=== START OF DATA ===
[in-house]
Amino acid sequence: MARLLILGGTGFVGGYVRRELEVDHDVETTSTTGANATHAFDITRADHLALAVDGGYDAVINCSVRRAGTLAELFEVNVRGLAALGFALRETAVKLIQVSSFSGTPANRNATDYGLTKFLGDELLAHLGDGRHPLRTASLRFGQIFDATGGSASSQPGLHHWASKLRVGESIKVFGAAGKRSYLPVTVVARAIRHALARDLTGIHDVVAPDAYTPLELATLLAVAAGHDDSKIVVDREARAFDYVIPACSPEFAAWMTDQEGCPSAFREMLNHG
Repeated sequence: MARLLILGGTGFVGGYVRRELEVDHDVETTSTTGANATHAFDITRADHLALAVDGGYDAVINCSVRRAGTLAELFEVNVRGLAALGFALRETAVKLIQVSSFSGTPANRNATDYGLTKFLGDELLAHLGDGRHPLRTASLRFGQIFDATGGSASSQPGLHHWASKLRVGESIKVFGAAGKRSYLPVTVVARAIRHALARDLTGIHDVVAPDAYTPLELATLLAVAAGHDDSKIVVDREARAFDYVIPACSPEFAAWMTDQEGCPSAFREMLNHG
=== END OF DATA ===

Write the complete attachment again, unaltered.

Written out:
[in-house]
Amino acid sequence: MARLLILGGTGFVGGYVRRELEVDHDVETTSTTGANATHAFDITRADHLALAVDGGYDAVINCSVRRAGTLAELFEVNVRGLAALGFALRETAVKLIQVSSFSGTPANRNATDYGLTKFLGDELLAHLGDGRHPLRTASLRFGQIFDATGGSASSQPGLHHWASKLRVGESIKVFGAAGKRSYLPVTVVARAIRHALARDLTGIHDVVAPDAYTPLELATLLAVAAGHDDSKIVVDREARAFDYVIPACSPEFAAWMTDQEGCPSAFREMLNHG
Repeated sequence: MARLLILGGTGFVGGYVRRELEVDHDVETTSTTGANATHAFDITRADHLALAVDGGYDAVINCSVRRAGTLAELFEVNVRGLAALGFALRETAVKLIQVSSFSGTPANRNATDYGLTKFLGDELLAHLGDGRHPLRTASLRFGQIFDATGGSASSQPGLHHWASKLRVGESIKVFGAAGKRSYLPVTVVARAIRHALARDLTGIHDVVAPDAYTPLELATLLAVAAGHDDSKIVVDREARAFDYVIPACSPEFAAWMTDQEGCPSAFREMLNHG